Wednesday 18 March 2015

The Helmingham Hall Manuscripts

Helmingham Hall, Suffolk
I have recently had reason to examine some manuscripts from the Tollemache family collection at Helmingham Hall and, as I mentioned in the previous post, have just finished reading Janet Ing Freeman's The Postmaster of Ipswich: William Stevenson Fitch, Antiquary and Thief (London, 1997), an account of the way in which many manuscripts were stolen from the collection in the 19th century.

This has prompted me to post about how those that survived Fitch's depredations can be recognised.

Usually there is a distinctive shelf-mark on a paper label in the top left corner of the front pastedown, beginning "L. J.", crossed-through in pencil or ink and substituted by a different shelfmark, also beginning "L. J.":
Berkeley, Robbins MS 99 [Source]
Huntington Library, HM 26053 [Source]
Huntington Library, HM 36337 [Source]
Huntington Library, HM 58202 [Source]
 Philadelphia, Univ. of Pennsylvania, MS LJS 42 [Source]
London, Senate House, MS 657
Once you have seen a few, as above, they are easily recognisable.

Another characteristic of some Helmingham MSS is a strip of thick brown leather stuck to the spine to strengthen it:
Huntington Library, HM 36337 [Source]
Huntington Library, HM 58202 [Source]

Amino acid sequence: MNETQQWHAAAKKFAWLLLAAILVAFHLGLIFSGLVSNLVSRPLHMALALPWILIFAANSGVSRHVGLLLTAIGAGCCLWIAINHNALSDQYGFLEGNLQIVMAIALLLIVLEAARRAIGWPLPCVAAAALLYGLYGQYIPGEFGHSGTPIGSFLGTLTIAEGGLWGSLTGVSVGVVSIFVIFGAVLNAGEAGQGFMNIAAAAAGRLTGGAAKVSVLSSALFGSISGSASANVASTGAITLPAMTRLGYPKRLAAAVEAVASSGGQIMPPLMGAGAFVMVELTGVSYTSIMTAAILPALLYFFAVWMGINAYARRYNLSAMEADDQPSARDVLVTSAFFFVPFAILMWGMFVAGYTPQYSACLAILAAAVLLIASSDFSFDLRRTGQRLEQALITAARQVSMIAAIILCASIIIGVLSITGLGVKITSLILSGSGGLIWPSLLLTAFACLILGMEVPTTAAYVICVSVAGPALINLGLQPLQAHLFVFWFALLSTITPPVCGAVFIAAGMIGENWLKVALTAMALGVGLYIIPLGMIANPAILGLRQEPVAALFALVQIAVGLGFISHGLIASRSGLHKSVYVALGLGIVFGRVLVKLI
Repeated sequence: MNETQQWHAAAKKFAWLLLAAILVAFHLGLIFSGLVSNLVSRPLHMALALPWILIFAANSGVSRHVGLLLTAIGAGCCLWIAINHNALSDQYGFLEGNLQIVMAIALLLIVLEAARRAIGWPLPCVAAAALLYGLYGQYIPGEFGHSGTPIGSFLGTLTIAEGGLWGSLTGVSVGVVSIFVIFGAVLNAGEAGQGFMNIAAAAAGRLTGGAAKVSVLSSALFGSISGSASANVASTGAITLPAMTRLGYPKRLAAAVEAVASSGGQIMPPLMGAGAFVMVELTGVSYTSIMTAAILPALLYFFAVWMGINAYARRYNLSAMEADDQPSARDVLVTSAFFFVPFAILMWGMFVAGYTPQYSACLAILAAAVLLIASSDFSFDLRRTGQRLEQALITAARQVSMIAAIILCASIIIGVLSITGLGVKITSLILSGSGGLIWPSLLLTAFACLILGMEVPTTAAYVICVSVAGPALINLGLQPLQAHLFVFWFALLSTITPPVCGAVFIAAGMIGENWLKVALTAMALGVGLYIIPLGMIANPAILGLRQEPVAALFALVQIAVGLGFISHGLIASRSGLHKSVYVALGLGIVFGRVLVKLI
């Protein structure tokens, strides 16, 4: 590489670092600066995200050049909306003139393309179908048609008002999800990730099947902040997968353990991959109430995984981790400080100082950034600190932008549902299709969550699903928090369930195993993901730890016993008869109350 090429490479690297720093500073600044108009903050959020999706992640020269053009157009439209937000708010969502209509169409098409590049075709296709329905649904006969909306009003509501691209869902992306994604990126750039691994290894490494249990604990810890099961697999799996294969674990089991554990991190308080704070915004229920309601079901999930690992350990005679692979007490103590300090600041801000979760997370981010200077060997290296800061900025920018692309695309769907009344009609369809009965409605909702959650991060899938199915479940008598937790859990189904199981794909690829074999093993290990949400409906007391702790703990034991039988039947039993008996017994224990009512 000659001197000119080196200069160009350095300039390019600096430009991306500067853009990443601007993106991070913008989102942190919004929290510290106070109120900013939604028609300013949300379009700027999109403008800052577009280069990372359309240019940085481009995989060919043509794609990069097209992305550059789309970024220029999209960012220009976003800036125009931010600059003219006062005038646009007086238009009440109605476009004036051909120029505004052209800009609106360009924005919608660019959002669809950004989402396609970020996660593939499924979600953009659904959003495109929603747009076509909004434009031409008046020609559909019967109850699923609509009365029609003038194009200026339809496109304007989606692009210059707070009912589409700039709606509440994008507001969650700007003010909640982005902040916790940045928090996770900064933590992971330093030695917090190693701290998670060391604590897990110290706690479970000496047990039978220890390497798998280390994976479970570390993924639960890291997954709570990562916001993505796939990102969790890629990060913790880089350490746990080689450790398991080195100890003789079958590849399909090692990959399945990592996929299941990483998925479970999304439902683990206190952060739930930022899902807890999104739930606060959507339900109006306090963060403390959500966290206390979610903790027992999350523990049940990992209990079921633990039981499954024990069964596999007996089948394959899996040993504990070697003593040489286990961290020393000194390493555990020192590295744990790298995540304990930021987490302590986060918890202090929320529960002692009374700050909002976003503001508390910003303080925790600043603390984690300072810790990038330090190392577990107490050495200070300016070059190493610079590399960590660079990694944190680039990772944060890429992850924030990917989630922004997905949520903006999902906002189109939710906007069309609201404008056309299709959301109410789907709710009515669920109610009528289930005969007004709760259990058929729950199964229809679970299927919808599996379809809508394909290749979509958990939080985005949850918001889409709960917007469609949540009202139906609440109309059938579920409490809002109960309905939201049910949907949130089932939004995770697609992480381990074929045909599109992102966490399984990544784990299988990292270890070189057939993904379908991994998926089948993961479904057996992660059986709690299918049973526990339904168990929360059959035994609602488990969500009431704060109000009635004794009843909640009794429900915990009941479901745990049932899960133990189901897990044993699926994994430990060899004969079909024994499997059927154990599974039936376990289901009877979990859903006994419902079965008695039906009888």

Huntington Library, HM 28174 [Source]
In at least one case such a leather strip (mentioned in descriptions of the 1930s and 1960s) has been removed, leaving only some staining at the spine:

Often there is a brief catalogue description loosely-inserted on a slip of paper, ruled in red, and with the same characteristic "L. J." shelfmark:

A.S.G. Edwards published a list of the medieval manuscripts from the collection, with their present whereabouts when known to him, in The Book Collector, 49 no.3 (Autumn, 2000), pp.349–64, with further bibliography. At the time of publication, the whereabouts of about 20 MSS was unknown, presumed to be in private collections, but a few have since found institutional homes. I would be grateful to learn from readers of this blog the present locations of any still in private hands.


  1. Hello Peter,
    Whilst listing the witnesses of Compendium theologicae veritatis, I found the mention in Kaeppeli (1975, p. 264) of Lord Tollemache MS 49, from Helmingham Hall. Unfortunately, I do not have access to Edwards article, but it would be great if you could help me with the present whereabouts of this MS.
    Thanks !

    1. According to the Schoenberg Database (, it was later Takamiya MS 14; the Takamiya collection was recently acquired by the Beinecke, but MS 14 is not listed among the Takamiya MSS here: so I suggest you contact the Beinecke.
      Best wishes,

    2. Yes, it is now the "Takamiya MS 14", at the Beinecke Library.



I may ignore and delete anonymous comments